Organizational Storytelling

The World Needs More Good Writers

As a professional business writer, I’m constantly amazed at the lack of quality writing out there. I don’t mean just in the business world, but in virtually all areas of society. In the age of the computer, even spell check seems to be a bit lonely. There’s really no excuse for bad writing.

Yet everywhere I look, I see it. Misspelled words or names. Sentences that don’t make sense. Just this week, I read a report by a medical professional regarding a consultation. She misspelled the name of another physician so badly that I didn’t even recognize the person. If a respected medical professional can’t get that right, why would I trust them to perform a medical procedure? To me, detail is kind of important in an operating room.

As someone who is in daily communication with professionals, not everyone misses the mark. Yet I continue to see mistakes on websites, corporate communications materials, in emails and articles. Every day, I see errors watching the headlines on television in the spelling of basic words or names.

Now I know everyone is busy. We all have deadlines. I get it. But at least take the time to verify that a name is spelled correctly.

If you can’t take the time to run your content through spell check, then why would I trust that you or your brand would take the time to address my problems?

It seems that in an effort to guard the bottom line, many companies sacrifice quality for quantity. With so many experienced writers out there, there’s really no reason you can’t have the best of both worlds.

So the next time you’re looking for a professional writer, don’t hire the cheapest one. Or that referral from Uncle John (unless they fit the other criteria!). Hire someone who has some experience and really understands your business and your audience. Hire someone who has the ability to move an audience through words. Someone who can motivate people to take action. Just think about what impact that would have on your bottom line.

In our new and wondrous technological world, writing shouldn’t have to be a lost art. Now if you'll excuse me, I have to run my post through spell check!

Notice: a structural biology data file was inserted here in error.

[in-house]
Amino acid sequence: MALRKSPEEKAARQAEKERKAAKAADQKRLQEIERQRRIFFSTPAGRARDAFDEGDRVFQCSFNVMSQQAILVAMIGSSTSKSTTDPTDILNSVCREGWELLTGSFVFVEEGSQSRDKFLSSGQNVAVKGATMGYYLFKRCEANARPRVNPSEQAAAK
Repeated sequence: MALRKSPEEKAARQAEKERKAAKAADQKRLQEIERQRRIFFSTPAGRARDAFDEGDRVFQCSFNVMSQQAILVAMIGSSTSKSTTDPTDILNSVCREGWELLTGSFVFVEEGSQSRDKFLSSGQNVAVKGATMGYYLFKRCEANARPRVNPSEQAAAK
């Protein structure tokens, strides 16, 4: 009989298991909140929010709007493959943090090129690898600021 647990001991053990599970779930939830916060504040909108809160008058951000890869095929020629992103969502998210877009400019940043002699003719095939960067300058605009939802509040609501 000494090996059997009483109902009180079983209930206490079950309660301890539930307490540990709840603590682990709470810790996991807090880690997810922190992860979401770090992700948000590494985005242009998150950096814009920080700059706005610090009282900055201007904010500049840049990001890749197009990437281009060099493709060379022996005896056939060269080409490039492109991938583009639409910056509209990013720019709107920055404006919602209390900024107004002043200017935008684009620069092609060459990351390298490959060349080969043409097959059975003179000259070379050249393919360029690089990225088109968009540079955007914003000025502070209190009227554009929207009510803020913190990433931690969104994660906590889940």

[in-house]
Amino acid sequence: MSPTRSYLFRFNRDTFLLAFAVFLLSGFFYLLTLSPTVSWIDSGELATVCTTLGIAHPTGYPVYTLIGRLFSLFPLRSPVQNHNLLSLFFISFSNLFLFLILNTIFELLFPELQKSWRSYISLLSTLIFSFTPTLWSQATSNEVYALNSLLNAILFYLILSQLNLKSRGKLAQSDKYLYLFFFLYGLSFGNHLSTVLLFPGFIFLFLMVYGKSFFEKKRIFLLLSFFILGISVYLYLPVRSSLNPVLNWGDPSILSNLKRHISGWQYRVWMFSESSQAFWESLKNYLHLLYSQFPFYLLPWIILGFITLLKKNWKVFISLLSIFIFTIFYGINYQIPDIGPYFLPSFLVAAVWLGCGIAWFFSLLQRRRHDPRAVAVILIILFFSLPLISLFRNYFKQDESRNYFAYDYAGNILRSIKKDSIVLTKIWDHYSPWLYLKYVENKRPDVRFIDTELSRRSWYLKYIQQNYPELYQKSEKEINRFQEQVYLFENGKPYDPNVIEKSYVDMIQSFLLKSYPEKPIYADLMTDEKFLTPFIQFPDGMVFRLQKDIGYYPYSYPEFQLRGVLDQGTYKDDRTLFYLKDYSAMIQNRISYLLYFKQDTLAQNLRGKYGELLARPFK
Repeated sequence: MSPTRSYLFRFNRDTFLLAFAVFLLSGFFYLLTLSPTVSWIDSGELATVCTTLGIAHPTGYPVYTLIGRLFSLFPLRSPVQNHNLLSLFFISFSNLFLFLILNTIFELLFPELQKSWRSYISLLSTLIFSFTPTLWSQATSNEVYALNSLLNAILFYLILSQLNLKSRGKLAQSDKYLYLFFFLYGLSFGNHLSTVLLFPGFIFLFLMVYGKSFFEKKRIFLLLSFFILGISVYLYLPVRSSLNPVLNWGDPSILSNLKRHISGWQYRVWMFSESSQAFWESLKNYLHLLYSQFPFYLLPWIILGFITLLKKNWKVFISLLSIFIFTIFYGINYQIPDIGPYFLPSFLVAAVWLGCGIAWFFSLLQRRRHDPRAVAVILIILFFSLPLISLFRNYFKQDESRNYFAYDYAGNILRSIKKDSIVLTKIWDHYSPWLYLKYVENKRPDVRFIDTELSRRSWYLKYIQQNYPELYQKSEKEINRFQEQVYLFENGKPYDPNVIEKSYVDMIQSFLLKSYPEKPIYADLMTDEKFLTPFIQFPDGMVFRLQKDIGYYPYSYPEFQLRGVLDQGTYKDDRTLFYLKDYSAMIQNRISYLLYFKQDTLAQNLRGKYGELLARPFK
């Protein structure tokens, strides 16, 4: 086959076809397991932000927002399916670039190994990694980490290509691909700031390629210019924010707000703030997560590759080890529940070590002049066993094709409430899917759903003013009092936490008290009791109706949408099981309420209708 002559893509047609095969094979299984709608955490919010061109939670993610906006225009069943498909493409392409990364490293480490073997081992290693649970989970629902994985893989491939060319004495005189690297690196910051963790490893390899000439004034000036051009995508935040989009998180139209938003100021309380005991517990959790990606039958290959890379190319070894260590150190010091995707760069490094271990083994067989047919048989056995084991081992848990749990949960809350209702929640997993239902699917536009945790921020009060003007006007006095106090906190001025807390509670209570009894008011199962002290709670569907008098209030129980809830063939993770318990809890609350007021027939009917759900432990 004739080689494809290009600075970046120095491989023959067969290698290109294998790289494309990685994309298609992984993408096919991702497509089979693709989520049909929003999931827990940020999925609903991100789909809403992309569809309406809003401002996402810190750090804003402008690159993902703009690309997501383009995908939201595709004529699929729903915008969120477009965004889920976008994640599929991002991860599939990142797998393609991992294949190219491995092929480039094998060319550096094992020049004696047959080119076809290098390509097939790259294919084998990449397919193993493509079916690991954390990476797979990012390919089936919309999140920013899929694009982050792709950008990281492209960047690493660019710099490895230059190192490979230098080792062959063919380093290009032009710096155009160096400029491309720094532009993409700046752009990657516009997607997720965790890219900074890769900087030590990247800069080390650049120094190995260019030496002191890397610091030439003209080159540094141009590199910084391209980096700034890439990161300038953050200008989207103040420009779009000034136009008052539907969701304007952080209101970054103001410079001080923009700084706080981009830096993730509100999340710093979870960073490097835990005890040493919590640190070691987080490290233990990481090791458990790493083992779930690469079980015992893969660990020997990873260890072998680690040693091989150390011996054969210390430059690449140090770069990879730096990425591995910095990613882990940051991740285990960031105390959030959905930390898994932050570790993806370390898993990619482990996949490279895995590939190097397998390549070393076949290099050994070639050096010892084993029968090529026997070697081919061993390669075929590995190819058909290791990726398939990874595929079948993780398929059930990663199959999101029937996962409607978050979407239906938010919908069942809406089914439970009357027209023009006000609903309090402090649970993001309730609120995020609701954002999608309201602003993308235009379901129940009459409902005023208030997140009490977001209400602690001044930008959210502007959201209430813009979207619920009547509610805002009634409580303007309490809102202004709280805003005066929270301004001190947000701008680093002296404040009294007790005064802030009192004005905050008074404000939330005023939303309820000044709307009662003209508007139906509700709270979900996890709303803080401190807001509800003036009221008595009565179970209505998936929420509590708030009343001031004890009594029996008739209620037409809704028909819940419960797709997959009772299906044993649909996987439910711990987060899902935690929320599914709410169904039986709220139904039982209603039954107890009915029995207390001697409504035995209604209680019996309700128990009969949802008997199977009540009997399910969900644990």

(Photo courtesy Katherine Firth





Want An Effective Storytelling Strategy That Promotes Change? Ask Roger Martin

A recent blog post by Roger Martin on the Harvard Business Review website encourages organizations to stop being overanalytical in their approach to strategy - and to start using storytelling as a way of envisioning solutions that would make everyone happy.

Martin, Dean of the Rotman School of Management at the University of Toronto, describes how corporate strategists spend too much time using analytical techniques to strategy. These techniques often lead to paralysis and are bound to be idea killers. He encourages organizations to take the strategic planning process less seriously and to think about strategic options as being a "happy story about the future."

The storytelling process would be less analytical by using a holistic approach to envision a better result. The focus would be on the "how" and "what" questions - "How would we see ourselves winning?" "What would have to be true, for this to be a terrific choice?"

Stories are a great way for organizations to engage employees in the decision (and solution making) process. All too often, managers are fearful to take new approaches to solve the same organizational challenges. Perhaps by talking to one another, asking the right questions - and focusing on stories, organizations may just find that the solutions to their problems were inside them all the time.

Does your organization use storytelling as a strategic approach to problem solving? What barriers might restrict employees in conveying their story?